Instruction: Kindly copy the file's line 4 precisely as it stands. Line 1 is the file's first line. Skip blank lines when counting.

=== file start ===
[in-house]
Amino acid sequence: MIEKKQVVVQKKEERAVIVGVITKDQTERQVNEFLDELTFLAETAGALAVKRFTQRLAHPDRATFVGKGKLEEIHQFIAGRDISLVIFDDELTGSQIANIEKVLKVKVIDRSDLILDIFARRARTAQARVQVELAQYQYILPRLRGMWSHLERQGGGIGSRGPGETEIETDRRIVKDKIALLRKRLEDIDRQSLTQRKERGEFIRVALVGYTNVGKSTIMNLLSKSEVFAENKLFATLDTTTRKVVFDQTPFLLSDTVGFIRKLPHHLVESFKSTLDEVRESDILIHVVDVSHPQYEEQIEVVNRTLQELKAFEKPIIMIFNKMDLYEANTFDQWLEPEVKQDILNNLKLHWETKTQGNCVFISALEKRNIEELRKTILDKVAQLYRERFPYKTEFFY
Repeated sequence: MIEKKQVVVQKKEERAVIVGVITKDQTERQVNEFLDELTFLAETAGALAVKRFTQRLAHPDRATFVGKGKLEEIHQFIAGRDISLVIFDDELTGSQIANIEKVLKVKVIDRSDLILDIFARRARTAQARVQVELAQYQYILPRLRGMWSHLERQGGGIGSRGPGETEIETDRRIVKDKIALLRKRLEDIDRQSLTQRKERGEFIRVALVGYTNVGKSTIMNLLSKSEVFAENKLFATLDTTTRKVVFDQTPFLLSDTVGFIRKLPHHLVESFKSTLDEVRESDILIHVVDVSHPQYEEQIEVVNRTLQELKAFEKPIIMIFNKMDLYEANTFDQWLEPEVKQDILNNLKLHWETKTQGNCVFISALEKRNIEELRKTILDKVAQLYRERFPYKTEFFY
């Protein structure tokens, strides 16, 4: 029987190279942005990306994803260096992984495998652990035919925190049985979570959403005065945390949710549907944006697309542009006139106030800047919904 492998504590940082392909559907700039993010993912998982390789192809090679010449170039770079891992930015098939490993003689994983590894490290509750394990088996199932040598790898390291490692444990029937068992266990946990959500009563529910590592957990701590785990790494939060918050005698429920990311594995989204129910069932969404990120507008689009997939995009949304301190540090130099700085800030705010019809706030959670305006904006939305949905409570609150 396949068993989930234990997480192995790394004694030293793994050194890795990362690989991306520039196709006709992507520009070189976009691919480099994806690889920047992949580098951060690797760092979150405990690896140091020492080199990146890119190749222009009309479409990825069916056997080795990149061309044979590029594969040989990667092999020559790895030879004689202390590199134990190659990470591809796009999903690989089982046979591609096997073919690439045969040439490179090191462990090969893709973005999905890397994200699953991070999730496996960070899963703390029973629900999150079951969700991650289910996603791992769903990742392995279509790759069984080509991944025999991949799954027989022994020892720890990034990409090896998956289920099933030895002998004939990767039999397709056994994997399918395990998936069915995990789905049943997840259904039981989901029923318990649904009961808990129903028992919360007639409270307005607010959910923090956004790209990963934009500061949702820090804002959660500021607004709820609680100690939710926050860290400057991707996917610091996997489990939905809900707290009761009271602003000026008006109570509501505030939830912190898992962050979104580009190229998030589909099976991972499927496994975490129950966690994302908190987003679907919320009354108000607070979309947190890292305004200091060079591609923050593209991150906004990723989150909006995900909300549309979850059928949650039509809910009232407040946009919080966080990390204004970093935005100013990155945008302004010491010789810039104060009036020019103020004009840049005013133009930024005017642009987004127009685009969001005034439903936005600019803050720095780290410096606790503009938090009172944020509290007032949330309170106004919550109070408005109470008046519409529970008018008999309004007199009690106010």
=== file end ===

């Protein structure tokens, strides 16, 4: 029987190279942005990306994803260096992984495998652990035919925190049985979570959403005065945390949710549907944006697309542009006139106030800047919904 492998504590940082392909559907700039993010993912998982390789192809090679010449170039770079891992930015098939490993003689994983590894490290509750394990088996199932040598790898390291490692444990029937068992266990946990959500009563529910590592957990701590785990790494939060918050005698429920990311594995989204129910069932969404990120507008689009997939995009949304301190540090130099700085800030705010019809706030959670305006904006939305949905409570609150 396949068993989930234990997480192995790394004694030293793994050194890795990362690989991306520039196709006709992507520009070189976009691919480099994806690889920047992949580098951060690797760092979150405990690896140091020492080199990146890119190749222009009309479409990825069916056997080795990149061309044979590029594969040989990667092999020559790895030879004689202390590199134990190659990470591809796009999903690989089982046979591609096997073919690439045969040439490179090191462990090969893709973005999905890397994200699953991070999730496996960070899963703390029973629900999150079951969700991650289910996603791992769903990742392995279509790759069984080509991944025999991949799954027989022994020892720890990034990409090896998956289920099933030895002998004939990767039999397709056994994997399918395990998936069915995990789905049943997840259904039981989901029923318990649904009961808990129903028992919360007639409270307005607010959910923090956004790209990963934009500061949702820090804002959660500021607004709820609680100690939710926050860290400057991707996917610091996997489990939905809900707290009761009271602003000026008006109570509501505030939830912190898992962050979104580009190229998030589909099976991972499927496994975490129950966690994302908190987003679907919320009354108000607070979309947190890292305004200091060079591609923050593209991150906004990723989150909006995900909300549309979850059928949650039509809910009232407040946009919080966080990390204004970093935005100013990155945008302004010491010789810039104060009036020019103020004009840049005013133009930024005017642009987004127009685009969001005034439903936005600019803050720095780290410096606790503009938090009172944020509290007032949330309170106004919550109070408005109470008046519409529970008018008999309004007199009690106010």